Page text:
As organizations focus on the identification, development and retention of their most promising employees, the questions as to the accuracy of the selection process are a primary concern. A recent article by the Harvard Business Review estimates that as many as 40 percent of those placed in high-potential programs may not belong there.
According to a survey conducted by the American Management Association Enterprise, only 8 percent of respondents believed their organization used a systematic approach to selecting their high-potential employees. This lack of reliability in the selection process can result in the perception that entry into such programs has less to do with merit than with preferential treatment. The same AMA survey showed only 12 percent of respondents felt the process was impartial and even-handed.
The difficulty in the selection process reflects that organizations are much more adept at measuring performance than potential. Although performance is certainly a strong indicator, it does not offer an absolute correlation to success in a high-potential program or in future leadership roles. As Andre Lavoie remarked in his article on the subject; “Not being able to distinguish between performance and potential will make it difficult to identify, develop and retain talent. All high potentials are high performers but not all high performers are high potential.”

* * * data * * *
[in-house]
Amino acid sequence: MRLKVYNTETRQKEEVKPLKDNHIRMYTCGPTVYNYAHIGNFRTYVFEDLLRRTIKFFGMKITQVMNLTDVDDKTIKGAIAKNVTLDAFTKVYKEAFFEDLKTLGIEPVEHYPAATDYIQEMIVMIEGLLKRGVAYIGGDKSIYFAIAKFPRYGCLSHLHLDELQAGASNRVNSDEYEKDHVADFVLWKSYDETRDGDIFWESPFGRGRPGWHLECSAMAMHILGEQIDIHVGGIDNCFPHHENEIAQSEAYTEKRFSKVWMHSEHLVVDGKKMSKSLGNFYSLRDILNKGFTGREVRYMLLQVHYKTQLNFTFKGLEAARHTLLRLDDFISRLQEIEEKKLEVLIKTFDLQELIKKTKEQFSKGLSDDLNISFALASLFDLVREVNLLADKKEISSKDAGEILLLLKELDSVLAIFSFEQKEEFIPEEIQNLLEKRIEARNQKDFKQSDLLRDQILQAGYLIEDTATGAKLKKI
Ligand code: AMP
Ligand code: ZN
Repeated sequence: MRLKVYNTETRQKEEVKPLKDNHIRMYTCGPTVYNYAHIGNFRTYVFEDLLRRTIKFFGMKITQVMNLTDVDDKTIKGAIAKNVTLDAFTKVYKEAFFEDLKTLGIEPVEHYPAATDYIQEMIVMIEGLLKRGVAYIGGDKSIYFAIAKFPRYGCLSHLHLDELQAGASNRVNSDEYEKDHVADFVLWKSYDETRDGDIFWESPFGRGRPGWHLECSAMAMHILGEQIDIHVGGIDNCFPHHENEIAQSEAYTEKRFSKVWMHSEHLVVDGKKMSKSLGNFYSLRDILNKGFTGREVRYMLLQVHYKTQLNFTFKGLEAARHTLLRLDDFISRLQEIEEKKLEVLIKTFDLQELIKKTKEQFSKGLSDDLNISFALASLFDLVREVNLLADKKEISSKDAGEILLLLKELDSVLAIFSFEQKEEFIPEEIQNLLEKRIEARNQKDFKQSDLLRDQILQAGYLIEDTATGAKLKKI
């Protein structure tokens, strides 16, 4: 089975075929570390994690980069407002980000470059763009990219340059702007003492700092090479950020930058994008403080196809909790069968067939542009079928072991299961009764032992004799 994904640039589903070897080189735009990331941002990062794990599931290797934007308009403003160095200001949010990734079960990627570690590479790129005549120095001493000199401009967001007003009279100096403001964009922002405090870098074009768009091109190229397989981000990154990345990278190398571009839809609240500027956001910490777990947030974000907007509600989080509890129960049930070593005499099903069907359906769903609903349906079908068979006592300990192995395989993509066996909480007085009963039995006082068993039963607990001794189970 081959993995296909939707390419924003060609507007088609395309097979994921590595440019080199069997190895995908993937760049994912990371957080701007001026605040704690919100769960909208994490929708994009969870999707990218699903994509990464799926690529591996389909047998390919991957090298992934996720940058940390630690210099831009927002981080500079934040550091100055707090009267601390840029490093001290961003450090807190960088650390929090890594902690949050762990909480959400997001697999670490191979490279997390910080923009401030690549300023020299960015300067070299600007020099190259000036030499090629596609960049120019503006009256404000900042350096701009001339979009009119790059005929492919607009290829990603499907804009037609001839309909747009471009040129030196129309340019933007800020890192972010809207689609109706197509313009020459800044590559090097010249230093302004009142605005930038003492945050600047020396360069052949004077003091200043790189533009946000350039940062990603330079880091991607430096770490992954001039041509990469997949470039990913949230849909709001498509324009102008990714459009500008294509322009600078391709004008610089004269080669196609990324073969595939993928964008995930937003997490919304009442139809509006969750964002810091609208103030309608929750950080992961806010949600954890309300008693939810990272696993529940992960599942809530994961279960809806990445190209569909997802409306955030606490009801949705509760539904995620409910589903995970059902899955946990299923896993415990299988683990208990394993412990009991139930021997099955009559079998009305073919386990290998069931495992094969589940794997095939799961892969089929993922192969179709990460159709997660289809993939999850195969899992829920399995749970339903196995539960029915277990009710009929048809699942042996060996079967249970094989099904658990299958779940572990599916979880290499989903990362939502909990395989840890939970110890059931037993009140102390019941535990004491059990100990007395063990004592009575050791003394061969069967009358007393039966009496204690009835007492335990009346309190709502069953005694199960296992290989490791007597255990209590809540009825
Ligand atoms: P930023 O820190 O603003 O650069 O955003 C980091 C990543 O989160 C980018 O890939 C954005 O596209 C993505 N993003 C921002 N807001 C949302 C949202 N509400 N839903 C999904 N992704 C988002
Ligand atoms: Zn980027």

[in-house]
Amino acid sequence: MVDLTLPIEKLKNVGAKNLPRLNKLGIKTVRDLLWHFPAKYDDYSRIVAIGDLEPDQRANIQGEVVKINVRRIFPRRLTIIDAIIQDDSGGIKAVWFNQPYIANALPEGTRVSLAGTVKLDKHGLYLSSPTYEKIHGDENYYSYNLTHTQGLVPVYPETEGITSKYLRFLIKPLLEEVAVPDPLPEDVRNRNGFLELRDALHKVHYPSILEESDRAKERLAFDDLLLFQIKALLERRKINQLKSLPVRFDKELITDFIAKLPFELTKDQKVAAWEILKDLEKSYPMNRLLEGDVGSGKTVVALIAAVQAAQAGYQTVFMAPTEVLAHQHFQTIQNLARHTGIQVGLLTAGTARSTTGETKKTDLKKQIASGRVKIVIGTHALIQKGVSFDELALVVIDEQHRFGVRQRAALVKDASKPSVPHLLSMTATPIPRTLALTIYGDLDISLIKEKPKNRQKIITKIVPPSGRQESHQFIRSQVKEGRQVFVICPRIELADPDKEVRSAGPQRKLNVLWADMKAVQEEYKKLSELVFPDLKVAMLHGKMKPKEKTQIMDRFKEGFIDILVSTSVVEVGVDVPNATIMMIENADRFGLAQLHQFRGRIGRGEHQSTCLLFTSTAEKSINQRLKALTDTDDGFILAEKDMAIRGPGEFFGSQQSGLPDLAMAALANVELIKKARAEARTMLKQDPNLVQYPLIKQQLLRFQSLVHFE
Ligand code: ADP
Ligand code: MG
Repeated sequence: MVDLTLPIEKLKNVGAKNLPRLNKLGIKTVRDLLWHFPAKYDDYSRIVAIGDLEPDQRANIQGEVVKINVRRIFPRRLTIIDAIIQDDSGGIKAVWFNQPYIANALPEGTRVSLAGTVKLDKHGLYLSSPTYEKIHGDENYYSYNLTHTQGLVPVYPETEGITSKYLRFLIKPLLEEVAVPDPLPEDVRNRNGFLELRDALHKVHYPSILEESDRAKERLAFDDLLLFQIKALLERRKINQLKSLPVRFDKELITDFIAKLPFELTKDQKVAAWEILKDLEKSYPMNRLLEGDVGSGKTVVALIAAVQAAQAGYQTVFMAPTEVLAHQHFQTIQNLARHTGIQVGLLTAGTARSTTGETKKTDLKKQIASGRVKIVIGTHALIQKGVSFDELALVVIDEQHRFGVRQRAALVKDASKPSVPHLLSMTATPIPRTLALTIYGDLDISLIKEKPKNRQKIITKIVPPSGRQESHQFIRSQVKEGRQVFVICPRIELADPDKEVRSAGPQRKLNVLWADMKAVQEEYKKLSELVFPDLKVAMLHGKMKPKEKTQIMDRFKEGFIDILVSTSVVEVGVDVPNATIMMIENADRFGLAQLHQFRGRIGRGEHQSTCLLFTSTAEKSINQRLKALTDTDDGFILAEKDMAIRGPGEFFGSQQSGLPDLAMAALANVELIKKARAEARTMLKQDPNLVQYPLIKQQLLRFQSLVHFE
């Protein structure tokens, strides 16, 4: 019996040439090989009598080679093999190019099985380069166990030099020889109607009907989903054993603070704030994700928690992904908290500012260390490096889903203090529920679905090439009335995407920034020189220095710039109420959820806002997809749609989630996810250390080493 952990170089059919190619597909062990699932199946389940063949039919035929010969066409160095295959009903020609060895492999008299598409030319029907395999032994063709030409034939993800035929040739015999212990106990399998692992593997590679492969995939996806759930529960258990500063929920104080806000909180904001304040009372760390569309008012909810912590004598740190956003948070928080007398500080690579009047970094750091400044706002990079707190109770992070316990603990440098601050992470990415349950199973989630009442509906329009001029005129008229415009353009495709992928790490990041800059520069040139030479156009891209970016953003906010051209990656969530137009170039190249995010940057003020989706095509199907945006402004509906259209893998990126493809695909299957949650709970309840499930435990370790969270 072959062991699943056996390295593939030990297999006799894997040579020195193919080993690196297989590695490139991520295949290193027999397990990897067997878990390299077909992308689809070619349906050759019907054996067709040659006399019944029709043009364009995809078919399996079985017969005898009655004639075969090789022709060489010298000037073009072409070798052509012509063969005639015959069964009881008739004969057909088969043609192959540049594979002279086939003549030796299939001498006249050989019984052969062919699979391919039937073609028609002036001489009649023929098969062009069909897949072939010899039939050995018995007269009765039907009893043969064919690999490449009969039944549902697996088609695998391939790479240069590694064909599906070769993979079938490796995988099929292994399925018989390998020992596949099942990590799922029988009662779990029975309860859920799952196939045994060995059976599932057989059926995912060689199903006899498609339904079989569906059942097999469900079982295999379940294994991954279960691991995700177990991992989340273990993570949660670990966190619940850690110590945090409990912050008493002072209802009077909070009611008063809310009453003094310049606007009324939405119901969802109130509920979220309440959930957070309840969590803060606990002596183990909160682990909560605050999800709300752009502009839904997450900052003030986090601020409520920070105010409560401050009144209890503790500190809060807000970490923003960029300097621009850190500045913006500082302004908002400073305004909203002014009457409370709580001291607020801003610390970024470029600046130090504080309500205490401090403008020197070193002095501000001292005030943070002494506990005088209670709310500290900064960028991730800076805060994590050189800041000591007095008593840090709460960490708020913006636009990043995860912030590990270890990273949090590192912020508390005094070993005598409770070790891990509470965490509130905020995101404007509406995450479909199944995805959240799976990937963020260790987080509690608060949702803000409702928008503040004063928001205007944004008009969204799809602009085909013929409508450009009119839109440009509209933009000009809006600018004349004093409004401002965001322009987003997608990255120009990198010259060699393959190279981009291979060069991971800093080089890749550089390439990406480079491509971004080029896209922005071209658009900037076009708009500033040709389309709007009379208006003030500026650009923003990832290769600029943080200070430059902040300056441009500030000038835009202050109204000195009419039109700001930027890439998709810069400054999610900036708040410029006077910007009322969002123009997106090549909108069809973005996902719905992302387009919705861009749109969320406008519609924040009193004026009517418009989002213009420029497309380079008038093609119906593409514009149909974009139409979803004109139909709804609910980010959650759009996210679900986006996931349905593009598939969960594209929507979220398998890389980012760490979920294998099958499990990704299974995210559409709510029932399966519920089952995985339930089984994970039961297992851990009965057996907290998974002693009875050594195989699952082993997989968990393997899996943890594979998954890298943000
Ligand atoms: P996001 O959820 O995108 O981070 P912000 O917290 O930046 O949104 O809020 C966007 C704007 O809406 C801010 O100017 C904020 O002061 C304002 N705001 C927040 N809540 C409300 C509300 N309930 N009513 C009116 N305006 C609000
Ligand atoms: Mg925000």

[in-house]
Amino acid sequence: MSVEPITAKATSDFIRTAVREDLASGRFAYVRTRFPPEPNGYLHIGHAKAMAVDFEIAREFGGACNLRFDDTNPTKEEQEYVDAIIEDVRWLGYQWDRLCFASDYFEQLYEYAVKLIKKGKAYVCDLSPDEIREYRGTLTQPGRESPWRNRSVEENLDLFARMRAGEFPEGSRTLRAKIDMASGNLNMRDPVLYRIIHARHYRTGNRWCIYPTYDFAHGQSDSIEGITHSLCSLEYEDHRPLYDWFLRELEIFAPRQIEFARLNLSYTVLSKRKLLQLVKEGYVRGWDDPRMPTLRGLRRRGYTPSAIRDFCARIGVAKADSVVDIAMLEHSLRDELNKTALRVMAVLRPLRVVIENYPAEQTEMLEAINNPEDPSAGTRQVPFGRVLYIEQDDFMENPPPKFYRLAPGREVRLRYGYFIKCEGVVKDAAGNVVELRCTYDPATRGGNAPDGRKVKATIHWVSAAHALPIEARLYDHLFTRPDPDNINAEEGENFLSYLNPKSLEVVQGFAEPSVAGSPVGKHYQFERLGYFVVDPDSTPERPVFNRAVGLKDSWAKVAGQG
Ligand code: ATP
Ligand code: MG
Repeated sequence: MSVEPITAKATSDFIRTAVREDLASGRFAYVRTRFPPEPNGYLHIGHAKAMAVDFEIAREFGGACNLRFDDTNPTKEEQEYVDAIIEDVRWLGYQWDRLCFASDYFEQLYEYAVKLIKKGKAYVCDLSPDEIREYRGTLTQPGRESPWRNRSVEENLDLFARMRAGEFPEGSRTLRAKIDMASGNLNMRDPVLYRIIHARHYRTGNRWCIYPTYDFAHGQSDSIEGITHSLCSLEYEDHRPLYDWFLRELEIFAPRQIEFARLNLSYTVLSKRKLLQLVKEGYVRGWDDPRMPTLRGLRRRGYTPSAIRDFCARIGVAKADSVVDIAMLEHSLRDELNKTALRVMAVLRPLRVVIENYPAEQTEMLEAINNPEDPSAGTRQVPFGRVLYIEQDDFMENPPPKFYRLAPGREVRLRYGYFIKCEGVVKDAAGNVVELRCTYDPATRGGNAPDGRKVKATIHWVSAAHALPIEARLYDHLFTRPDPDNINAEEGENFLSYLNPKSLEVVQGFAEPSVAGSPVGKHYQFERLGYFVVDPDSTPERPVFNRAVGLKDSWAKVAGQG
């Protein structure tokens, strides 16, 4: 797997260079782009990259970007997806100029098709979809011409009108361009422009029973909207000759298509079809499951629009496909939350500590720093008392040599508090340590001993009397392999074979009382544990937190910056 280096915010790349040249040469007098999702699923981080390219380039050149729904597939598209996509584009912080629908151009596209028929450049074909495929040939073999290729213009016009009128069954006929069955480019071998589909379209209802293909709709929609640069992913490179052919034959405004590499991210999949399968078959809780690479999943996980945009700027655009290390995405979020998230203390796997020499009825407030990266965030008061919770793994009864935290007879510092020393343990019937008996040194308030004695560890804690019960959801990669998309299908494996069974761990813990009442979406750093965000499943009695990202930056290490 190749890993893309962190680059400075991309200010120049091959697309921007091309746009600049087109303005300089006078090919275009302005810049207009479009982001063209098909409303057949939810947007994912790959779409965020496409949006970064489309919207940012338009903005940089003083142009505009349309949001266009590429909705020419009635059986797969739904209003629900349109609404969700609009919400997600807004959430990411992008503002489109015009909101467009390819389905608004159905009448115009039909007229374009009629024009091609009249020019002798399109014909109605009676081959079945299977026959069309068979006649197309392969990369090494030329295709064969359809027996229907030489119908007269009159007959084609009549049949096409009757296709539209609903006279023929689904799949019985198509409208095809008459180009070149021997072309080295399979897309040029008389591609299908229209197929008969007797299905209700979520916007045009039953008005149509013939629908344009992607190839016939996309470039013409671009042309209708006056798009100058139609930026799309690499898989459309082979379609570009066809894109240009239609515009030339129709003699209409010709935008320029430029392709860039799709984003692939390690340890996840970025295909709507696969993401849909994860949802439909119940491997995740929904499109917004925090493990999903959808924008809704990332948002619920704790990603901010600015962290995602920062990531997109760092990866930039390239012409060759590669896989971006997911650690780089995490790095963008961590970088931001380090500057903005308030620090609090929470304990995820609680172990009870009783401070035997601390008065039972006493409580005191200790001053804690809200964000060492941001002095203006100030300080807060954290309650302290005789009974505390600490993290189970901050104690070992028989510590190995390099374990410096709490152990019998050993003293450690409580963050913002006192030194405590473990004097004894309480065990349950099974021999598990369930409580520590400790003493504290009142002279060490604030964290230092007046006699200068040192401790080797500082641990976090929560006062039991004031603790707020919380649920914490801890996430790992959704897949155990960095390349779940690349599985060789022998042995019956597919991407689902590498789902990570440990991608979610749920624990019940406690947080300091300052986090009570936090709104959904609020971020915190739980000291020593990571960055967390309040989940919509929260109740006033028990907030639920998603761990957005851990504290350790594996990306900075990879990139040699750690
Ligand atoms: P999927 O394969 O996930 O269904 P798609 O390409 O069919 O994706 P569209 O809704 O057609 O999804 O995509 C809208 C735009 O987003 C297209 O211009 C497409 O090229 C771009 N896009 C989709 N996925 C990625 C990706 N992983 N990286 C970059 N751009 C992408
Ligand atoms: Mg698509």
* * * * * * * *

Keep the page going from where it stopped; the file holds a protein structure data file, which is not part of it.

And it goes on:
The critical element in the selection of these individuals is a formal and targeted assessment center that focuses on business simulations that reflect the realities of a particular industry and identify the leadership behaviors that align with an organization’s objectives.
The value of an assessment center in the hi-po selection process can be significant both in the identification of talent as well as the fairness of the selection process. An assessment center can expose participants to business simulation exercises that will provide a fair and competitive environment where targeted leadership behaviors can be observed and measured. Group exercises allow for observations related to innovation, team orientation and assertiveness.
In our organization, we have successfully run our high-potential program with an emphasis on “client centricity” and execution orientation. Senior leaders in our organization overwhelmingly agreed that the exercises differentiated participants in terms of skills and behaviors essential to be a successful senior leader in our organization. This segregation resulted in only 40 percent of the assessment center participants moving into the hi-po program.
Once in the hi-po program, the selected individuals where given projects of critical importance to the organization where they worked in coordination with senior leaders. The distinction between those that succeeded in the assessment center was significant, 46 percent of those that entered the program earned promotions to positions with higher levels of responsibilities. From the group that scored below average, only 11 percent moved into higher positions. In addition, attrition levels where 30-percent lower for those that succeeded in the assessment center.